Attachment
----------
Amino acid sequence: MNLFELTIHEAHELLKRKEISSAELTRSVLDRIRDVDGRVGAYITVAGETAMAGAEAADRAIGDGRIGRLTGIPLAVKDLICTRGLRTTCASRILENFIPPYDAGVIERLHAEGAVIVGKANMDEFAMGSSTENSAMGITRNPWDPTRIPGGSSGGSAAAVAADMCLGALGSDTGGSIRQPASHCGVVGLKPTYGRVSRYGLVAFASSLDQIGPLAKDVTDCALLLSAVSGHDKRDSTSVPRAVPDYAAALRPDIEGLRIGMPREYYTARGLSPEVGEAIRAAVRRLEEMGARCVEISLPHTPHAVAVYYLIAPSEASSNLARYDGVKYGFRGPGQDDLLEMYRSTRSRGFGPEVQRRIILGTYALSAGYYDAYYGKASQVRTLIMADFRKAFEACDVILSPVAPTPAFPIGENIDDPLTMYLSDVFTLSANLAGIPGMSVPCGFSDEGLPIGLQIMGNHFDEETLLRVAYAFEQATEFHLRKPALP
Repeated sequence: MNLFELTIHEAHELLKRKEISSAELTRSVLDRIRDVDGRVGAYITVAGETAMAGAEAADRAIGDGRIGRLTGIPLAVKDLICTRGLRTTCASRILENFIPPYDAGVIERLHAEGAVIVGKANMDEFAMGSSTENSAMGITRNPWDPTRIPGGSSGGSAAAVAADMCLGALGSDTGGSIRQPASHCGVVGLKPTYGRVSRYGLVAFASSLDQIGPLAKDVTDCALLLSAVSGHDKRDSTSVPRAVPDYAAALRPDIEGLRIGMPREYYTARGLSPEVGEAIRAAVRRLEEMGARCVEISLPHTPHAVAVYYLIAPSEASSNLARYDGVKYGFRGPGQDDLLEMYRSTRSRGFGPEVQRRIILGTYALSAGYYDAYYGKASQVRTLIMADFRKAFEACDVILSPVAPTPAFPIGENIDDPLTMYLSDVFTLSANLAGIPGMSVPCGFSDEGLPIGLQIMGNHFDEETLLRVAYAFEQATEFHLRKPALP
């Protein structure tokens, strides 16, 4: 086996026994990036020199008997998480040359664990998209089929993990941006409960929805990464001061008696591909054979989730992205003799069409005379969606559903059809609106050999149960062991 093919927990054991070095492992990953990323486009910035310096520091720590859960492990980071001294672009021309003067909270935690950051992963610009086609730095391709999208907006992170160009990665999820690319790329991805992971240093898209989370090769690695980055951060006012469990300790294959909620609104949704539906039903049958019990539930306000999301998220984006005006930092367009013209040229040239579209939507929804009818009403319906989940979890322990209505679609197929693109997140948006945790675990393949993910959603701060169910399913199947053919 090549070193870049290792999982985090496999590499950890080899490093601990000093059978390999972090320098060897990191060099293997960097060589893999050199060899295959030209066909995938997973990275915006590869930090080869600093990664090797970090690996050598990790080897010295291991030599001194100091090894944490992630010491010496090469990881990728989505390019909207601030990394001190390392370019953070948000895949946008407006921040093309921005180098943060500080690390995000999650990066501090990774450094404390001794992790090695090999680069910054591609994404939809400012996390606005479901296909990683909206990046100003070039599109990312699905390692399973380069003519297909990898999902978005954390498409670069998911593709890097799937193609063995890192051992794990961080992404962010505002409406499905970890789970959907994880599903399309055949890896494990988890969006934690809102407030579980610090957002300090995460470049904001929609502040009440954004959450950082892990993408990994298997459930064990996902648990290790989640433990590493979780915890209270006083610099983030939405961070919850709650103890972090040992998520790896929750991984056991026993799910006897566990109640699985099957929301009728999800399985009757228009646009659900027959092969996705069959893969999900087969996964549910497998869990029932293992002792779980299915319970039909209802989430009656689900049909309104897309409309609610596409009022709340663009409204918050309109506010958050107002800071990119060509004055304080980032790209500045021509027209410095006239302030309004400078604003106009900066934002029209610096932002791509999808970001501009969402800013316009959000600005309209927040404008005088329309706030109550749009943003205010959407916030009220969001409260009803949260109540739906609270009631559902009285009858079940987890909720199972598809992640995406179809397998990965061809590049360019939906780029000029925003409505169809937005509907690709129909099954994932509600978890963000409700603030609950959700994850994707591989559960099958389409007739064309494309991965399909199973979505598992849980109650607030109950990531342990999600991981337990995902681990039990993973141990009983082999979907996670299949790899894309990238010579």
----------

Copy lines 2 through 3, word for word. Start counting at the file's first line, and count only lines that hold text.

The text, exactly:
Repeated sequence: MNLFELTIHEAHELLKRKEISSAELTRSVLDRIRDVDGRVGAYITVAGETAMAGAEAADRAIGDGRIGRLTGIPLAVKDLICTRGLRTTCASRILENFIPPYDAGVIERLHAEGAVIVGKANMDEFAMGSSTENSAMGITRNPWDPTRIPGGSSGGSAAAVAADMCLGALGSDTGGSIRQPASHCGVVGLKPTYGRVSRYGLVAFASSLDQIGPLAKDVTDCALLLSAVSGHDKRDSTSVPRAVPDYAAALRPDIEGLRIGMPREYYTARGLSPEVGEAIRAAVRRLEEMGARCVEISLPHTPHAVAVYYLIAPSEASSNLARYDGVKYGFRGPGQDDLLEMYRSTRSRGFGPEVQRRIILGTYALSAGYYDAYYGKASQVRTLIMADFRKAFEACDVILSPVAPTPAFPIGENIDDPLTMYLSDVFTLSANLAGIPGMSVPCGFSDEGLPIGLQIMGNHFDEETLLRVAYAFEQATEFHLRKPALP
């Protein structure tokens, strides 16, 4: 086996026994990036020199008997998480040359664990998209089929993990941006409960929805990464001061008696591909054979989730992205003799069409005379969606559903059809609106050999149960062991 093919927990054991070095492992990953990323486009910035310096520091720590859960492990980071001294672009021309003067909270935690950051992963610009086609730095391709999208907006992170160009990665999820690319790329991805992971240093898209989370090769690695980055951060006012469990300790294959909620609104949704539906039903049958019990539930306000999301998220984006005006930092367009013209040229040239579209939507929804009818009403319906989940979890322990209505679609197929693109997140948006945790675990393949993910959603701060169910399913199947053919 090549070193870049290792999982985090496999590499950890080899490093601990000093059978390999972090320098060897990191060099293997960097060589893999050199060899295959030209066909995938997973990275915006590869930090080869600093990664090797970090690996050598990790080897010295291991030599001194100091090894944490992630010491010496090469990881990728989505390019909207601030990394001190390392370019953070948000895949946008407006921040093309921005180098943060500080690390995000999650990066501090990774450094404390001794992790090695090999680069910054591609994404939809400012996390606005479901296909990683909206990046100003070039599109990312699905390692399973380069003519297909990898999902978005954390498409670069998911593709890097799937193609063995890192051992794990961080992404962010505002409406499905970890789970959907994880599903399309055949890896494990988890969006934690809102407030579980610090957002300090995460470049904001929609502040009440954004959450950082892990993408990994298997459930064990996902648990290790989640433990590493979780915890209270006083610099983030939405961070919850709650103890972090040992998520790896929750991984056991026993799910006897566990109640699985099957929301009728999800399985009757228009646009659900027959092969996705069959893969999900087969996964549910497998869990029932293992002792779980299915319970039909209802989430009656689900049909309104897309409309609610596409009022709340663009409204918050309109506010958050107002800071990119060509004055304080980032790209500045021509027209410095006239302030309004400078604003106009900066934002029209610096932002791509999808970001501009969402800013316009959000600005309209927040404008005088329309706030109550749009943003205010959407916030009220969001409260009803949260109540739906609270009631559902009285009858079940987890909720199972598809992640995406179809397998990965061809590049360019939906780029000029925003409505169809937005509907690709129909099954994932509600978890963000409700603030609950959700994850994707591989559960099958389409007739064309494309991965399909199973979505598992849980109650607030109950990531342990999600991981337990995902681990039990993973141990009983082999979907996670299949790899894309990238010579």